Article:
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Wednesday, June 28, 2006

Transparency missing in MPs "secret" submissions

I know that politicians are in a no win situation when it comes to pay and conditions – no one seems to think they deserve a raise at any time.

In NSW the Parliamentary Remuneration Tribunal – a judge appointed by the President of the Industrial Relations Tribunal - has the job of producing an annual report with recommendations. Today’s Daily Telegraph “MPs' staff grab” says a “secret” submission has been lodged by the Speaker of the Legislative Assembly arguing for an extra staff member for each parliamentarian, just coincidentally at the time the Government is planning to reduce the public service by 5000 jobs.

The “secret” nature of the submission, and the Tribunal’s comments that submissions are confidential says something about politicians sensitivity regarding full and robust debate about their worth and what they need to do their job properly. I’m sure the Telegraph doesn’t need any help in this area, but the Tribunal is part of the Premier’s Department for FOI purposes, and an FOI application might produce some interesting results.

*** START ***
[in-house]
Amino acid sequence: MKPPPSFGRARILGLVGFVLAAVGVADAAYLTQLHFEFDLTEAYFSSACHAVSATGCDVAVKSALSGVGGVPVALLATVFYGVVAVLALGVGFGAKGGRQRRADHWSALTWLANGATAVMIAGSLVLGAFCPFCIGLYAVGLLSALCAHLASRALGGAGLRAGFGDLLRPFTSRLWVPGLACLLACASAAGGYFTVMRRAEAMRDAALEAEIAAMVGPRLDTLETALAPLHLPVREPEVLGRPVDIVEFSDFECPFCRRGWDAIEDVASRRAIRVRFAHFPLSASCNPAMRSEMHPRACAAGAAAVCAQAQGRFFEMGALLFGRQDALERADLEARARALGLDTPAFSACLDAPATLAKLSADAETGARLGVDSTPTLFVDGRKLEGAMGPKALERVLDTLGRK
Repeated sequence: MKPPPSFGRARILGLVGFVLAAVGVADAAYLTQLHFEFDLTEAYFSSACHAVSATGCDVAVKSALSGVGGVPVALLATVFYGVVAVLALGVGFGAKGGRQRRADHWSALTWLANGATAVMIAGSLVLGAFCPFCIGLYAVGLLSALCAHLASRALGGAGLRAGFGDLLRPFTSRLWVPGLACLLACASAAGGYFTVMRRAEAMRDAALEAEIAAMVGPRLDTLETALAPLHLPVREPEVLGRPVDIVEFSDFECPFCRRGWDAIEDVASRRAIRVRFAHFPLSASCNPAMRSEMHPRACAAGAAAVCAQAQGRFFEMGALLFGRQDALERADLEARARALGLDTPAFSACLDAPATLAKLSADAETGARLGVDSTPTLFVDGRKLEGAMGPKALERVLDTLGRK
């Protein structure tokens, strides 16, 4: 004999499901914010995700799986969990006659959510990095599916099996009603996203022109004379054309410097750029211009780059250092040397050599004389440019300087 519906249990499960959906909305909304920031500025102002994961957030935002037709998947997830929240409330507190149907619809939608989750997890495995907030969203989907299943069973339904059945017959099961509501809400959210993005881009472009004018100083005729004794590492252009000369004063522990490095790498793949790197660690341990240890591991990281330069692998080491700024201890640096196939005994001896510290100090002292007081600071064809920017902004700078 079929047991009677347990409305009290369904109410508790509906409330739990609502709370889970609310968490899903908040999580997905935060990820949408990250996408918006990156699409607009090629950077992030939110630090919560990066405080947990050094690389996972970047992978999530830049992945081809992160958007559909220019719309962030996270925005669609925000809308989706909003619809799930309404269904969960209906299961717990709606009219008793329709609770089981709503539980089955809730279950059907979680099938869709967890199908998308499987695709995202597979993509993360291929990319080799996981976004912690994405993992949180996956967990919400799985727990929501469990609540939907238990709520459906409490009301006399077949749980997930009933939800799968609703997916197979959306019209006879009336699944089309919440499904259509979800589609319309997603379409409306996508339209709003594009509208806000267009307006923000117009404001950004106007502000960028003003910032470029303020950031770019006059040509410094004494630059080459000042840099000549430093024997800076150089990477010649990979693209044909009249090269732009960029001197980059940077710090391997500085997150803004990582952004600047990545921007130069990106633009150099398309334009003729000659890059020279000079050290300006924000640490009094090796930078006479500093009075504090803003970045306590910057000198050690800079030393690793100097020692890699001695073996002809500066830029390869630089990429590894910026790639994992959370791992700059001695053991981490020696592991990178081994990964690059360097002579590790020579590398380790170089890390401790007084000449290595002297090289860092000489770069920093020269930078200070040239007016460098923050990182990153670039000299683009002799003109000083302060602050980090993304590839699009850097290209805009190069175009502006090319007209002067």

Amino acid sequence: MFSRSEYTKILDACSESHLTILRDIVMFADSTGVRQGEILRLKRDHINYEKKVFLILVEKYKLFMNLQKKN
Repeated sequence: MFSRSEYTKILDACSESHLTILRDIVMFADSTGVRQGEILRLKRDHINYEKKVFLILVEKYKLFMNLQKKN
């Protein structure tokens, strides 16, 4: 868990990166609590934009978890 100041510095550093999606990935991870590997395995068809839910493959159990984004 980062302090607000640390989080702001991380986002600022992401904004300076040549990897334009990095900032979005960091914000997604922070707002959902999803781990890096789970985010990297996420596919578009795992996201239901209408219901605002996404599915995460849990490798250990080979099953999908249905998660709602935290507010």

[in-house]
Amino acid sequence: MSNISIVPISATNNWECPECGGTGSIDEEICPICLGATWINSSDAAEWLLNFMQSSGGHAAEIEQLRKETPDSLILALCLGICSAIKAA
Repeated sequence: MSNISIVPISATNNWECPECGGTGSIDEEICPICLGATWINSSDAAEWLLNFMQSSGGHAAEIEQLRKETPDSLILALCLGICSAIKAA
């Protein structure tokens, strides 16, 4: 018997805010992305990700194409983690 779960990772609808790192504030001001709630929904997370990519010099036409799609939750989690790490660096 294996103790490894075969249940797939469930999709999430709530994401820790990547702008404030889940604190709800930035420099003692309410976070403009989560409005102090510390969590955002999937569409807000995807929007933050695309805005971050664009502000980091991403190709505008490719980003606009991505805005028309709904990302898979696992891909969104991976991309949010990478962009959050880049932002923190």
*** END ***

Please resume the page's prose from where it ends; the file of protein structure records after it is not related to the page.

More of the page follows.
The Parliamentary Remuneration Act makes no reference to the confidential nature of submissions so any decision to treat them in this way is entirely the result of a decision by the Tribunal itself. The Tribunal’s website is silent on this issue, in contrast to the Federal Remuneration Tribunal – it makes it clear that any submission that contains information of a personal kind or is otherwise sensitive should be indicated as such at the time a submission is lodged and goes on to say that submissions may be accessed under the Federal FOI Act.

The fact that a submission on this matter on behalf of NSW MPs needs a secret label says a lot about the prevailing culture and the interest (or lack thereof) in robust debate.

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